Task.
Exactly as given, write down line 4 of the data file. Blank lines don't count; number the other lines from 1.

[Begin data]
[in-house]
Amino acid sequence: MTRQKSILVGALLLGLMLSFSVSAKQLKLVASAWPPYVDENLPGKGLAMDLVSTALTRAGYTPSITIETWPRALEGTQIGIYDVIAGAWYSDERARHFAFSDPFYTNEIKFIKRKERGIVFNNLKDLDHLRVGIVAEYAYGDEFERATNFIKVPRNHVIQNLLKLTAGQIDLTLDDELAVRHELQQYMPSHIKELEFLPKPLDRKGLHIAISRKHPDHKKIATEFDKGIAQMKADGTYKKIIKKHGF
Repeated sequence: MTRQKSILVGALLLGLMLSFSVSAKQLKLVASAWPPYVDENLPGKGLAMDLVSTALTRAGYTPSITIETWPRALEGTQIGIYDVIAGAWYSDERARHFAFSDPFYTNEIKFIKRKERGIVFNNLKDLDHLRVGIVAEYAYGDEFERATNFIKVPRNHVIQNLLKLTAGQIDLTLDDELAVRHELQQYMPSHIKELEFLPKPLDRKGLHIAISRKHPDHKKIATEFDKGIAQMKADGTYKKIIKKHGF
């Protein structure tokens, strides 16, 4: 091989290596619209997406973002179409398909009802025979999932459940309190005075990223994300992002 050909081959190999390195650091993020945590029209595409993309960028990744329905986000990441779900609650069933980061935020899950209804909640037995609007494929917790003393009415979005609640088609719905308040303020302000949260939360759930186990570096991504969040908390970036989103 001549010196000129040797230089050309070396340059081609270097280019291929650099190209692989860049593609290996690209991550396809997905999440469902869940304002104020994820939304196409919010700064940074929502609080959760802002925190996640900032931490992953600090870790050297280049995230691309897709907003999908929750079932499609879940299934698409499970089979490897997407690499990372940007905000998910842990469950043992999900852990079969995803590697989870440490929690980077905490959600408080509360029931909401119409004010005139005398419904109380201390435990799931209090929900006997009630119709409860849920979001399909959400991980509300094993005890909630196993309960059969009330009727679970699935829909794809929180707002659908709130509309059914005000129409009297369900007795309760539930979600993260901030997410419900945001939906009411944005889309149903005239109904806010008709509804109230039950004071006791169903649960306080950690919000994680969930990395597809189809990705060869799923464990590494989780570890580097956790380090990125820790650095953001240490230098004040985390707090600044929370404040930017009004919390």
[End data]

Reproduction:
């Protein structure tokens, strides 16, 4: 091989290596619209997406973002179409398909009802025979999932459940309190005075990223994300992002 050909081959190999390195650091993020945590029209595409993309960028990744329905986000990441779900609650069933980061935020899950209804909640037995609007494929917790003393009415979005609640088609719905308040303020302000949260939360759930186990570096991504969040908390970036989103 001549010196000129040797230089050309070396340059081609270097280019291929650099190209692989860049593609290996690209991550396809997905999440469902869940304002104020994820939304196409919010700064940074929502609080959760802002925190996640900032931490992953600090870790050297280049995230691309897709907003999908929750079932499609879940299934698409499970089979490897997407690499990372940007905000998910842990469950043992999900852990079969995803590697989870440490929690980077905490959600408080509360029931909401119409004010005139005398419904109380201390435990799931209090929900006997009630119709409860849920979001399909959400991980509300094993005890909630196993309960059969009330009727679970699935829909794809929180707002659908709130509309059914005000129409009297369900007795309760539930979600993260901030997410419900945001939906009411944005889309149903005239109904806010008709509804109230039950004071006791169903649960306080950690919000994680969930990395597809189809990705060869799923464990590494989780570890580097956790380090990125820790650095953001240490230098004040985390707090600044929370404040930017009004919390």